Singed by the drastic ratings downgrades, non-banking finance companies (NBFCs), under the aegis of the Finance Industry Development Council (FIDC), are planning to approach the regulators to rein in credit rating agencies so that all of them are not tarred with the same brush.

While there may be a problem with a few infrastructure and housing finance companies, the Council, which represents the interests of various asset and loan finance companies, insists that its constituents have no problems.

FIDC Director General Mahesh Thakkar said where the members of his Council are concerned, there is no asset liability mismatch or short-term borrowing and unsecured loans.

“We are talking to the RBI, SEBI, Indian Banks’ Association and bankers. Due to high interest rates, the growth of the sector has been affected,” he said, adding that the FIDC will submit a formal representation to the RBI soon.

IL&FS impact

Other NBFCs also said credit rating agencies have become overly cautious after being pulled up in the wake of defaults by IL&FS.

Another industry watcher pointed out that many NBFCs are still doing good work and have stable balance sheets. “There are some NBFCs in the housing finance sector that are facing problems but there are many others that are still seeing no stress and complementing the banks in providing last-mile financial services,” he noted.

In the last few weeks, more rating downgrades have taken place for NBFCs. CARE Ratings downgraded long-term bank facilities worth ₹12,700 crore of Reliance Commercial Finance from CARE BBB+ to Care D, while ICRA cut Reliance Home Finance’s commercial paper programme to A4 from A2.

CARE put PNB Housing Finance (except for its Commercial Paper) on “Credit Watch with Developing Implications”. An executive with a rating agency, however, said: “Rating agencies reflect what happens in the market place. Ratings are outcomes. Even if there is a one-day default, it has to be called unlike a bank which can wait till 90 days.” Regulators also expect them to react immediately, he noted, adding: “Rating agencies are only doing their job. Unfortunately, the financial reality of liquidity and risk aversion is causing this whole problem in the market.”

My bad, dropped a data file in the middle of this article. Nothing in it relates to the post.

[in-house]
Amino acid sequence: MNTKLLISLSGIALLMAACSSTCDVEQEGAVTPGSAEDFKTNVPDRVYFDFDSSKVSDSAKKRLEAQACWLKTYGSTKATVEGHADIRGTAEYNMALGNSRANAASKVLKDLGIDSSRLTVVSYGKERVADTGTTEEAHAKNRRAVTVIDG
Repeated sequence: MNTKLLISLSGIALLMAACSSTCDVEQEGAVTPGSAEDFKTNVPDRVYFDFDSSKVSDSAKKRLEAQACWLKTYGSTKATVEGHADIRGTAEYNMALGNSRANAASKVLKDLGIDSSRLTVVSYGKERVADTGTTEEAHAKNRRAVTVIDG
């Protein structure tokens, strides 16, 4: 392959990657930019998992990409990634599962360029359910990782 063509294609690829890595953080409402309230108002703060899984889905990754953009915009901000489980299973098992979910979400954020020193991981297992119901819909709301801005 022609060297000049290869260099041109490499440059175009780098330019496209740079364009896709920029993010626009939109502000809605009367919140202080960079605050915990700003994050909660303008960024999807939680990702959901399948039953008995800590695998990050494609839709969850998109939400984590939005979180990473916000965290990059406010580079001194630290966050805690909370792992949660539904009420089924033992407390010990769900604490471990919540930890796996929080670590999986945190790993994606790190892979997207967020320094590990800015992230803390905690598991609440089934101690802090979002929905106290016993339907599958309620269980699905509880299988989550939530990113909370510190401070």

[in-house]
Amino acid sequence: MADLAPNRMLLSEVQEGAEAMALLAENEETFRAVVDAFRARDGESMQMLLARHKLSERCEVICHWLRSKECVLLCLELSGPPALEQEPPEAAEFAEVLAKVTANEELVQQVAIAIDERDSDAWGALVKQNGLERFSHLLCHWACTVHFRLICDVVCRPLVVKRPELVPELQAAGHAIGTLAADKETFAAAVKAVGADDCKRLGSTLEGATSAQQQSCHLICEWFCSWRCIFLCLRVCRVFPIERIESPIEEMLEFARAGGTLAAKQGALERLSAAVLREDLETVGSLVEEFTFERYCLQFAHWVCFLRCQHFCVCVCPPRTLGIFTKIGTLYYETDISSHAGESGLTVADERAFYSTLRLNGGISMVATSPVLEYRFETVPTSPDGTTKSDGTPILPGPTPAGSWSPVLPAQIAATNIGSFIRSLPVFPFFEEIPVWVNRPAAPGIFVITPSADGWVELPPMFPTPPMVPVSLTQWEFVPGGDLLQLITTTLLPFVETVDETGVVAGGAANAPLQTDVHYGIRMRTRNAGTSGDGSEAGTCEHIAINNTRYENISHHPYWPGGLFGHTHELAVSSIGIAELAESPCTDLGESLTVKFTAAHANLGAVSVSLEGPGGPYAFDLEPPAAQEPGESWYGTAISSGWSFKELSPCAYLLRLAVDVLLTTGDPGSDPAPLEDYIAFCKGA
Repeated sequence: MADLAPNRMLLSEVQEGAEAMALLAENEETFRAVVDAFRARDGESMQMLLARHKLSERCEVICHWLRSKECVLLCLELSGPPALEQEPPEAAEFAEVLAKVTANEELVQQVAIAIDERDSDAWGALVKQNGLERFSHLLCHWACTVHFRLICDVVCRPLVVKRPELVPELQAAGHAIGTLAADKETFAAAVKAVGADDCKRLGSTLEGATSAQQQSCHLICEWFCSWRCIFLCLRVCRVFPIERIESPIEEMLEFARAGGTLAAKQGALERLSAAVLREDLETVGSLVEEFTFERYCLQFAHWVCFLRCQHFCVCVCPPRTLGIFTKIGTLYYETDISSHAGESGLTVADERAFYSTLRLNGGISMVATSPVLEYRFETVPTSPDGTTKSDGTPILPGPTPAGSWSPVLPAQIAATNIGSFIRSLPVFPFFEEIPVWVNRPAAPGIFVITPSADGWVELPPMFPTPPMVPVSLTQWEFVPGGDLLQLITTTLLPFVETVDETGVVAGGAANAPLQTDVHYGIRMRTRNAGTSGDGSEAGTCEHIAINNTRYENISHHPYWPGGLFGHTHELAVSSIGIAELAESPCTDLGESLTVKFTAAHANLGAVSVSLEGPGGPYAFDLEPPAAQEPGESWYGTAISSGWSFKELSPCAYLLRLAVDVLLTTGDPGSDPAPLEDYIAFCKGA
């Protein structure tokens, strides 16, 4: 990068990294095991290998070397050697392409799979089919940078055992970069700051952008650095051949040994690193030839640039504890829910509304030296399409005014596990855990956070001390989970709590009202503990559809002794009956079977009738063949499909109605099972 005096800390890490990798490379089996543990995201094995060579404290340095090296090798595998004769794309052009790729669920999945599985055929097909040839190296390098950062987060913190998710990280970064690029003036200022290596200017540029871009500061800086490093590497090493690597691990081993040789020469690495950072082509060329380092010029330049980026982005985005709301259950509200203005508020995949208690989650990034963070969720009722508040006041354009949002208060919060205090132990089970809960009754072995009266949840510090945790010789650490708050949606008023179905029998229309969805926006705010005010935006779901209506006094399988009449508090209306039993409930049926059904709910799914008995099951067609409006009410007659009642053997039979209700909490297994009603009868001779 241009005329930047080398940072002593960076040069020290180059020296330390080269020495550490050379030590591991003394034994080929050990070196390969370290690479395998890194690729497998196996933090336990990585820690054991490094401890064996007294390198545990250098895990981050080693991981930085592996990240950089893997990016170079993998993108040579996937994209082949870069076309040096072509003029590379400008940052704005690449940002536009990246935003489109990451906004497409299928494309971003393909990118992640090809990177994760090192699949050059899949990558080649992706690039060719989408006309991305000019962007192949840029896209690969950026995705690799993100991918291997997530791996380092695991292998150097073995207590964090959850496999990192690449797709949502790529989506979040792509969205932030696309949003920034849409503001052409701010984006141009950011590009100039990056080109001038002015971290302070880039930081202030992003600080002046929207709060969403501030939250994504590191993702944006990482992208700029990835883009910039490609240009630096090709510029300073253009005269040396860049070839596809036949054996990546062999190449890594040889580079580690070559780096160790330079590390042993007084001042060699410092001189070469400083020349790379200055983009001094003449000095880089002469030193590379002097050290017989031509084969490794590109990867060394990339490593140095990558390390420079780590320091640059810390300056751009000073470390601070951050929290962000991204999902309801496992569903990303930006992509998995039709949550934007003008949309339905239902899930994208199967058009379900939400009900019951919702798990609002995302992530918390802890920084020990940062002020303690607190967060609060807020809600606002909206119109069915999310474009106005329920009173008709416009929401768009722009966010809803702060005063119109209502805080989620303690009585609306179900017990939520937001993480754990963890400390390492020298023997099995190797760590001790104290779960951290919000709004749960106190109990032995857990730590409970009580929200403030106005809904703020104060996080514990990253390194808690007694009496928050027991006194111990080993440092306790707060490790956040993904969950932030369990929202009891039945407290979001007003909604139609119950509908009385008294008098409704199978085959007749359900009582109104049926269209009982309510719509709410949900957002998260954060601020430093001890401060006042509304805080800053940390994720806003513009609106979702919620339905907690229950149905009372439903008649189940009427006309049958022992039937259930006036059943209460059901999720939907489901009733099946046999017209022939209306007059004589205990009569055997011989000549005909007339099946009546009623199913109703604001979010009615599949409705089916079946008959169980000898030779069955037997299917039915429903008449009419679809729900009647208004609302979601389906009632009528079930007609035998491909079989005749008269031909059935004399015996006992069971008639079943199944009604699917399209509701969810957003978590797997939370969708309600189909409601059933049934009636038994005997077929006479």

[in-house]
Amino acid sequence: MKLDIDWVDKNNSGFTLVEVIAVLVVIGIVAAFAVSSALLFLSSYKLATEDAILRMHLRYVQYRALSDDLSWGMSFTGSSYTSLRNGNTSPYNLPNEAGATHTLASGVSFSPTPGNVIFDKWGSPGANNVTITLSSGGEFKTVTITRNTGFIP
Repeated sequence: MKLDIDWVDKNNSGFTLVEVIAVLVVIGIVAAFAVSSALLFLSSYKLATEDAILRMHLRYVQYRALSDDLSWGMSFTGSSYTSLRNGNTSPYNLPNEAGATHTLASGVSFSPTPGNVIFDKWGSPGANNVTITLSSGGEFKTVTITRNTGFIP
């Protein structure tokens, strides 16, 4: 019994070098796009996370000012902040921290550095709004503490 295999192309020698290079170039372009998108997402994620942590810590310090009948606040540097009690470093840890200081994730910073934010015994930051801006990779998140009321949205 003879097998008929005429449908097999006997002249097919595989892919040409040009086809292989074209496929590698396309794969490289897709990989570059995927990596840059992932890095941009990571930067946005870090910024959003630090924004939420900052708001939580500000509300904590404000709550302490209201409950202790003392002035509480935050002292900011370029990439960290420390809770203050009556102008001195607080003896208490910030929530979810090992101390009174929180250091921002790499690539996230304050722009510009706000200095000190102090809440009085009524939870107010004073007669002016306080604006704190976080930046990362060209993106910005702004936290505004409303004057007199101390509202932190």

Asset liability mismatches

In their annual outlooks, rating agencies have been warning of slower growth in the sector due to asset liability mismatches.

In its ratings round-up for FY19, ICRA had said the aggregate volume of debt it downgraded last fiscal stood at ₹3.2 lakh crore, 10 per cent higher than the preceding fiscal. “The financial sector contributed to nearly half of the total debt downgraded in 2018-19,” it had noted.

Crisil had similarly noted in its ratings round-up for H2 FY19: “The liquidity squeeze in H2 following default by a large non-bank (not rated by Crisil) has hampered the near-term outlook for select non-banks, even as most others have already reoriented their resource profiles by reducing the reliance on short-term borrowings and focussing on asset-liability maturity management.”